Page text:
Read our other news stories here
Steve Mitchell, Inner Range’s Product Development Manager talks about Inception
Q: Can you tell us about yourself and how you got into the Access Control industry?
SM: During my early years I had an interest in computers and was good at math so I decided to study a double degree at Swinburne Uni which consisted of a Bachelor of Engineering (Electronics and Computer Systems) and a Bachelor of Science (Computer Science and Software Engineering)
As part of my degree I completed industry based learning in the access control industry, and loved the combination of technologies hardware, firmware and software, and have been in the industry ever since.
Q: Who had the idea to make Inception?
SM: There was definitely a shift in the SME market away from the complexity of on premises based software so we felt the time was right for a browser based access control product
Q: When you started the Inception project, what was your goal?
SM: The Inception project aimed to create a new Integrated Intruder and Access Control platform with a focus on simplicity and ease of use. We wanted a product that was easy for everyone, easy for Integrators to install and maintain, easy for customers to use day-to-day, easy for Support to assist with, easy for Sales to sell and easy for non-Inner Range integrators to learn
Q: What UX design techniques did you use?
SM: From the very beginning it was my intention to create a product which was easy for both integrators and end users. The aim was to have a responsive interface. There are only so many ways to unlock a door or detect an intruder, so I placed more emphasis on the usability of the product. Integrators desire faster and easier installs, an intuitive user interface for both themselves and the end-user, a reliable product without a large maintenance burden, but still enough flexibility to tailor the solution to the customer’s needs.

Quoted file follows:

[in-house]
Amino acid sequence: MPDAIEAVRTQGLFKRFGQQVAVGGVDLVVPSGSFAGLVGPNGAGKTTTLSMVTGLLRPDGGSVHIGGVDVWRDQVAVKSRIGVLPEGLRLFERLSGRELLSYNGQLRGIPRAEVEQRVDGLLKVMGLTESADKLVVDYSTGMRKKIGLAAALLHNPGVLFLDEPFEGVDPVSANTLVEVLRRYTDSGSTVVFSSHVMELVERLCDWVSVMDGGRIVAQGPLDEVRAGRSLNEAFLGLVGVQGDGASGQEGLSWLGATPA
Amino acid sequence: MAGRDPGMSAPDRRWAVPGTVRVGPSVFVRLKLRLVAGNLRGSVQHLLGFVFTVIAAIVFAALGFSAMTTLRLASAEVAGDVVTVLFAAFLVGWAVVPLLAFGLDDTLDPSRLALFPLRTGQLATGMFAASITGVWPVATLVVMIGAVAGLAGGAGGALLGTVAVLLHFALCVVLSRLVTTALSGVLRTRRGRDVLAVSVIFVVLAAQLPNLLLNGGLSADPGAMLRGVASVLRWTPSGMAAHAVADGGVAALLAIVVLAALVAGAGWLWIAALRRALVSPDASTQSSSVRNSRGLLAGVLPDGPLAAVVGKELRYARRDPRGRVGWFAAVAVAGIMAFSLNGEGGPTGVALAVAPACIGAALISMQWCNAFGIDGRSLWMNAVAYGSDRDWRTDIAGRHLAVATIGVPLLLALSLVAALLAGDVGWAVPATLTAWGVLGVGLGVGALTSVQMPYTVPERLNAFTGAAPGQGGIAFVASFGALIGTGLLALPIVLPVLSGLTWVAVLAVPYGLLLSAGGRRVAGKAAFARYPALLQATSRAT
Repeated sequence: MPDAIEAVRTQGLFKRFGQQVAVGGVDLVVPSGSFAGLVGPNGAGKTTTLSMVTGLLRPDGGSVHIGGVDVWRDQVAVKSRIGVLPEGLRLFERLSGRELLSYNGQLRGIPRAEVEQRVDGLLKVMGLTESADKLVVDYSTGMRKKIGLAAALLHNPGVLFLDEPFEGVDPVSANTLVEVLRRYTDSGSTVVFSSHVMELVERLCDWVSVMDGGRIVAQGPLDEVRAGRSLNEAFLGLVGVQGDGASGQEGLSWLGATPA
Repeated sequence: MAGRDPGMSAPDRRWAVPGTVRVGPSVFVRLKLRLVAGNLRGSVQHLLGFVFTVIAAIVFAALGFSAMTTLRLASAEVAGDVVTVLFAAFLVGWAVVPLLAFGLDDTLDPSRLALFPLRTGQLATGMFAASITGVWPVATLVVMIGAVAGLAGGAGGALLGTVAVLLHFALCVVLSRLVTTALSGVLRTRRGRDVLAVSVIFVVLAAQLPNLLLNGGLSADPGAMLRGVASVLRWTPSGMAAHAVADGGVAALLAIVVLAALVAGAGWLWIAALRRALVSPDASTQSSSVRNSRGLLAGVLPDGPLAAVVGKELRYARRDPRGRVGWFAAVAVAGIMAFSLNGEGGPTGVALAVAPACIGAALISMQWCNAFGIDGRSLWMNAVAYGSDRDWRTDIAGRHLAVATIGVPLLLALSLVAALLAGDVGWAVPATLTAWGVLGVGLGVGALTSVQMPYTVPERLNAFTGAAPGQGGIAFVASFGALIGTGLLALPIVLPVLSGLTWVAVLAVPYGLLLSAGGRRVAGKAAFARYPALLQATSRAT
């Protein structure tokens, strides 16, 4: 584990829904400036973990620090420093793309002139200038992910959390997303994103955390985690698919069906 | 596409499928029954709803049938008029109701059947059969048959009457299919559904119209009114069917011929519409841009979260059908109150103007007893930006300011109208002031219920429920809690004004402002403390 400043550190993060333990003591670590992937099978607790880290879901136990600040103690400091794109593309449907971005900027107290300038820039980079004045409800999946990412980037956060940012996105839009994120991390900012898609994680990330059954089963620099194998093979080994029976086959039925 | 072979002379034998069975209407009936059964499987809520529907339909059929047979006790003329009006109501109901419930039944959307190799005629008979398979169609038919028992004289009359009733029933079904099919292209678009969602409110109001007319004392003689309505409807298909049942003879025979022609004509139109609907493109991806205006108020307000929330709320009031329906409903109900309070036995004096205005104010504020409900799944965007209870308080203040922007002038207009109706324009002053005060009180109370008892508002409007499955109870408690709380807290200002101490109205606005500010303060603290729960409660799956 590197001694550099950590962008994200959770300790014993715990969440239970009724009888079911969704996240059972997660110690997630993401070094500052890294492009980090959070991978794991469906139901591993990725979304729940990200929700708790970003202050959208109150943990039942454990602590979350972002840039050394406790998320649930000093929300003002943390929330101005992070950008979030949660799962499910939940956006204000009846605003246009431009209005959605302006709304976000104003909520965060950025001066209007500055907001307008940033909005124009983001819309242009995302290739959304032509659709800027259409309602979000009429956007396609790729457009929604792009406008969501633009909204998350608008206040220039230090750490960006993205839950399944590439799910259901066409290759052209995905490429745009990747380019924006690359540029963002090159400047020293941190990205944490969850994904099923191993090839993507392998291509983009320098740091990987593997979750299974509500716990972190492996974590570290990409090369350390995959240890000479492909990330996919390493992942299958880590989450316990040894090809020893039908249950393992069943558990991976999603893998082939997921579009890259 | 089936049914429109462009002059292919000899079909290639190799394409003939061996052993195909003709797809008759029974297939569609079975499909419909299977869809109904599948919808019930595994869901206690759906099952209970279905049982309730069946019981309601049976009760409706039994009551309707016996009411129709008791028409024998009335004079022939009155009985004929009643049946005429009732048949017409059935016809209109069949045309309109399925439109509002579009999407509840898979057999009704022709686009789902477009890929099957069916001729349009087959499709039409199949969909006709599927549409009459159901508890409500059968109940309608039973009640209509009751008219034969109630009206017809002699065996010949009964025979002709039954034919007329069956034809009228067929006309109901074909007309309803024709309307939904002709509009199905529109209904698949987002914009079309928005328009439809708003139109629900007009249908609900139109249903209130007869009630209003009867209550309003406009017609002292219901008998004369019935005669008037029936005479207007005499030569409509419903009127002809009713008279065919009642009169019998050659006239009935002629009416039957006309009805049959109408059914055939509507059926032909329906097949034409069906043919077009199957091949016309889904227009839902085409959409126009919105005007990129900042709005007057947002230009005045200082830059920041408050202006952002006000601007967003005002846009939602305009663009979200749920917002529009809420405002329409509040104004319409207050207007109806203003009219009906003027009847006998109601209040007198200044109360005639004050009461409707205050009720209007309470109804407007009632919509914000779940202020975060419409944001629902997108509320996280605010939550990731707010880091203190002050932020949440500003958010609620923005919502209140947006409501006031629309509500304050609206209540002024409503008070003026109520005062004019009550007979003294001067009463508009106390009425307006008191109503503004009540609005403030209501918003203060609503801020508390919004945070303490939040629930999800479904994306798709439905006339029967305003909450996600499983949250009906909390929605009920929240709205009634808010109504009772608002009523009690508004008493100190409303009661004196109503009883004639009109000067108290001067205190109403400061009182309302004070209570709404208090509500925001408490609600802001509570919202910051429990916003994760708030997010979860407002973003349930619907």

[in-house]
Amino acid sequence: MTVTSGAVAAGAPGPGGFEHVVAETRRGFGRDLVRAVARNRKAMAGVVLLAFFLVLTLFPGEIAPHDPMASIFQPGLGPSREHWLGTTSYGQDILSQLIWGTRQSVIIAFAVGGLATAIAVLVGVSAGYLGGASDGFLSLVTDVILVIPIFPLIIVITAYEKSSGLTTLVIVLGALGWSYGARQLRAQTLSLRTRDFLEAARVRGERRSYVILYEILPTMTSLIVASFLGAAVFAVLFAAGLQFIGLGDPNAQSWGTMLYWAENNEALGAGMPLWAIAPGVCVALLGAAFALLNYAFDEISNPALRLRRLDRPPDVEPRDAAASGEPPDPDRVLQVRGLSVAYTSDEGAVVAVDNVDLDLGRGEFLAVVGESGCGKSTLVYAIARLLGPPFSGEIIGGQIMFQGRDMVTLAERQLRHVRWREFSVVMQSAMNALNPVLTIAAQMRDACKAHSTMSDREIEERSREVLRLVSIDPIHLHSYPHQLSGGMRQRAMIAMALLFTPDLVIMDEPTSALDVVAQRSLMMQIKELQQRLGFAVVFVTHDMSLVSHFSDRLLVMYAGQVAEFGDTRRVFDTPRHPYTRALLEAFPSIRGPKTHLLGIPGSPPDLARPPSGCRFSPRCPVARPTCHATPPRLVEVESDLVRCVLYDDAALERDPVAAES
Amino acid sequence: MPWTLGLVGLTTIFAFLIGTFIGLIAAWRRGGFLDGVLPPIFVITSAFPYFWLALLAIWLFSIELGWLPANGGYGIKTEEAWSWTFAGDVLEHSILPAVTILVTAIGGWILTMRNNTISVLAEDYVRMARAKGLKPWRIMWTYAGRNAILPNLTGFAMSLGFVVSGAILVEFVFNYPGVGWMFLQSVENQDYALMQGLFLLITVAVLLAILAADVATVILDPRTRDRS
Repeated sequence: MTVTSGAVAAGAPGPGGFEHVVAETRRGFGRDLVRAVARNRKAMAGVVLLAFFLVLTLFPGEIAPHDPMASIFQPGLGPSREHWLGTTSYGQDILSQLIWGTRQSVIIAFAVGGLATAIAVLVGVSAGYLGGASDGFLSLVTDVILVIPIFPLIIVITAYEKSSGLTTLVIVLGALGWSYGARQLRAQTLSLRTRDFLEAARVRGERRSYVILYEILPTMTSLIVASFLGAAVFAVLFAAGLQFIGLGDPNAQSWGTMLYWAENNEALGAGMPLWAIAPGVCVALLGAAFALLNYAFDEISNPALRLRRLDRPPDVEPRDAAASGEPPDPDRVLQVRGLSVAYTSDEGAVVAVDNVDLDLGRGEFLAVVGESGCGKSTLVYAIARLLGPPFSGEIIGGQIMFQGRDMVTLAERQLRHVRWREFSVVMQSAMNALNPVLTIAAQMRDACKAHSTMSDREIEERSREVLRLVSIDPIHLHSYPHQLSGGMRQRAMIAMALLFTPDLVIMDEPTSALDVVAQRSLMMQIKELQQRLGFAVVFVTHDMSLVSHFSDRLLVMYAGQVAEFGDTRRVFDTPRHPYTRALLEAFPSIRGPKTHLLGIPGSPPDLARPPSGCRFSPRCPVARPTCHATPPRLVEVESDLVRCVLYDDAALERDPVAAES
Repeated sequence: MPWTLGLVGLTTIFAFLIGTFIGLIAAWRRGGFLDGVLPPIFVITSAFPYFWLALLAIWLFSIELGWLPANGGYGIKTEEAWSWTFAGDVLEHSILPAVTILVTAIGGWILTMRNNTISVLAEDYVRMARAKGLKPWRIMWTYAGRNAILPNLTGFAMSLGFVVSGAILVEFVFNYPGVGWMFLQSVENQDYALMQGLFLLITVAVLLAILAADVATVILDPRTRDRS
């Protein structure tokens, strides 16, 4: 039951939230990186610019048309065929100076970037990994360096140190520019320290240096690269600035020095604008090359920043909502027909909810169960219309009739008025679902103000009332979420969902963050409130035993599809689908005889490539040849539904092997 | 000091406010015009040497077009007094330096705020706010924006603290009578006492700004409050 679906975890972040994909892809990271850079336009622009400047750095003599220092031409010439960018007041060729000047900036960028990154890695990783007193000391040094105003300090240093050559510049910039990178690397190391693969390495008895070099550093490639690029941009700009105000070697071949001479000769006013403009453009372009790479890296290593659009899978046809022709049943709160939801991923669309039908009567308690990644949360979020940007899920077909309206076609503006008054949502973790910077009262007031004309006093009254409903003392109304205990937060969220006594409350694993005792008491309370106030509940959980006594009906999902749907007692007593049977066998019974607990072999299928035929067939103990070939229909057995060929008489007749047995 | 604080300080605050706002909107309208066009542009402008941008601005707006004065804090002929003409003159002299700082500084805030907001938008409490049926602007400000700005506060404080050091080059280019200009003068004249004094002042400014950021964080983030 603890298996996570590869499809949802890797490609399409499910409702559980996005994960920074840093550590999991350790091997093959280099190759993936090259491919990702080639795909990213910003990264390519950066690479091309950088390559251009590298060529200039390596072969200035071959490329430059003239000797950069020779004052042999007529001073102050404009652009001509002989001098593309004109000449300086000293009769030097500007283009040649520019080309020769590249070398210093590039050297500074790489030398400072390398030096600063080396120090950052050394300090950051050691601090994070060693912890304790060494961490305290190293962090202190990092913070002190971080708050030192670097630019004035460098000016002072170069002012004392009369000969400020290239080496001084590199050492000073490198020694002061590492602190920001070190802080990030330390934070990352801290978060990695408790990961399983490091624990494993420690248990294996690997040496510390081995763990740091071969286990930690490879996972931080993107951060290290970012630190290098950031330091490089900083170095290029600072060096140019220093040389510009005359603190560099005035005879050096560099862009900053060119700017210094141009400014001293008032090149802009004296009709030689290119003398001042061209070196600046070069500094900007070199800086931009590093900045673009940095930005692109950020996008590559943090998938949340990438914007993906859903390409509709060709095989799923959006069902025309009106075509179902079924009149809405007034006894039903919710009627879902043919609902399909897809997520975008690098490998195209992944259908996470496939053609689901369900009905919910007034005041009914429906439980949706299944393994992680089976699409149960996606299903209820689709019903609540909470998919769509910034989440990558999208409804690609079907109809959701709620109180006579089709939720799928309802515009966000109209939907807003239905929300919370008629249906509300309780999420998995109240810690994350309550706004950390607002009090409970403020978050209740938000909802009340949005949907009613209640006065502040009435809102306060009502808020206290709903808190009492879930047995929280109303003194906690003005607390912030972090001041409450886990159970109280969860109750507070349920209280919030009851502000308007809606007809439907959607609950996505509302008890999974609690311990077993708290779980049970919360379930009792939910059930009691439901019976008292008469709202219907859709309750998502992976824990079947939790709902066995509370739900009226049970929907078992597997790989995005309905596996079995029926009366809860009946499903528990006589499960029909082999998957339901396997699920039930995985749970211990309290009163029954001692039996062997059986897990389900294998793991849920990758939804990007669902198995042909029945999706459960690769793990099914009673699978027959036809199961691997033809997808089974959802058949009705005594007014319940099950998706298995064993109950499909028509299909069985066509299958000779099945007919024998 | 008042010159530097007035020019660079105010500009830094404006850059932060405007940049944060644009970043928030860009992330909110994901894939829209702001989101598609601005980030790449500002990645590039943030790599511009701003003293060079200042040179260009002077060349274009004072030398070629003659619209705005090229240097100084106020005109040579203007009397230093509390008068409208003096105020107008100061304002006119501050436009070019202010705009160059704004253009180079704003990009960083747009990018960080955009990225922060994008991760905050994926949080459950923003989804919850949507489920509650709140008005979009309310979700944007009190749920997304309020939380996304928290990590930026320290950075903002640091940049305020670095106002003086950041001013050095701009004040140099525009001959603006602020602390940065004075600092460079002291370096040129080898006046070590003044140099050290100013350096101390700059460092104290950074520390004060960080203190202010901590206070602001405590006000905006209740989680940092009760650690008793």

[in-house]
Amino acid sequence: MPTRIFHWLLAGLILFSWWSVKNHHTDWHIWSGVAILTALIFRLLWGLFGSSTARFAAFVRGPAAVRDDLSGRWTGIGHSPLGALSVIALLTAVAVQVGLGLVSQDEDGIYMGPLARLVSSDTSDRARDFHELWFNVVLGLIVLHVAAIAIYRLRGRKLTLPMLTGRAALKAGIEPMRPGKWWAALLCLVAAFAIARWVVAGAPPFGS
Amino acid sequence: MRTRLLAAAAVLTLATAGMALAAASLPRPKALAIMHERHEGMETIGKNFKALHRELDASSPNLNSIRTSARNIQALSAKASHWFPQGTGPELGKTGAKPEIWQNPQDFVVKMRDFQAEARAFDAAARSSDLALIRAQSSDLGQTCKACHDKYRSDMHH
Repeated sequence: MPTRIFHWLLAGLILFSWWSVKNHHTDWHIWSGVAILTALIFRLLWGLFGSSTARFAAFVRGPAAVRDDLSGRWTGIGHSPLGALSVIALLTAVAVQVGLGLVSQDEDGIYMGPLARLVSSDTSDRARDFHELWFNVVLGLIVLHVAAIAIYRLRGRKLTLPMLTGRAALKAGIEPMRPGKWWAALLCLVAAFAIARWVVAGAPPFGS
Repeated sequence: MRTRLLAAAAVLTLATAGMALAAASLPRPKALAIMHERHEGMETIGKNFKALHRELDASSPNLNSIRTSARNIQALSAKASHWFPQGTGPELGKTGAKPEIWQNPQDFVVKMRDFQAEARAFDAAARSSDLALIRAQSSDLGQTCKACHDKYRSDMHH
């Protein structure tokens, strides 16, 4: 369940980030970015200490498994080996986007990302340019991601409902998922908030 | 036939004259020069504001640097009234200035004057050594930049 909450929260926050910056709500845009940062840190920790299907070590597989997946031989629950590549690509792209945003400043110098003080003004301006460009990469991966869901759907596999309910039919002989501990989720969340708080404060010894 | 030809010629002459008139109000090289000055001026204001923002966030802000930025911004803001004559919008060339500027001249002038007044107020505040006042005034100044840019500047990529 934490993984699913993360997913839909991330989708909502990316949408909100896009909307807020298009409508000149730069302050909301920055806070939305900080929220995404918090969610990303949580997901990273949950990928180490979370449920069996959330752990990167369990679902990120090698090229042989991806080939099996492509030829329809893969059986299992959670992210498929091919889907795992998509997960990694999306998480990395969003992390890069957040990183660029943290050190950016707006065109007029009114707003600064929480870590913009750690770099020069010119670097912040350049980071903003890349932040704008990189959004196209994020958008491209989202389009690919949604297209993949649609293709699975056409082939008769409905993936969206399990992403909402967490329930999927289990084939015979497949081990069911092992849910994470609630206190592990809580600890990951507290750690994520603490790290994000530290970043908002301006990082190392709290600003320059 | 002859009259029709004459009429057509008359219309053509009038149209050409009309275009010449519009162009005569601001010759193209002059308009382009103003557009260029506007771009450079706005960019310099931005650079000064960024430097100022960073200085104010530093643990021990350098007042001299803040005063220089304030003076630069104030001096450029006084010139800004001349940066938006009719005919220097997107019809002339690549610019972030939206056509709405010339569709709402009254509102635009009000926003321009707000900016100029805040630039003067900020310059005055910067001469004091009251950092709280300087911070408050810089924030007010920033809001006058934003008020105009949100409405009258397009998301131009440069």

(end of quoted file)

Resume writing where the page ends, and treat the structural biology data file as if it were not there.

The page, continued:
We chose to use Bootstrap so that the User Interface would work on a computer, on a laptop, on a tablet, on a phone. It would work really well on any interface. Bootstrap had only been recently released when development for Inception begun and at that stage was a very innovate framework to base the User Interface on.
Q: What are some user friendly features that are unique to Inception?
SM: 7 years ago Inception began, attempting to condense the company’s decades of industry experience into a revolutionary product. Staff from all departments were involved, especially the customer-facing staff in Tech Support and Sales, to work out not only what a feature was used for in traditional intruder and access control, but why they were used. This helped ensure Inception lined up with how our customers actually used our products, not just how R&D thinks they are used. Feedback, suggestions, and annoyances that had been received over the years were incorporated and addressed where possible.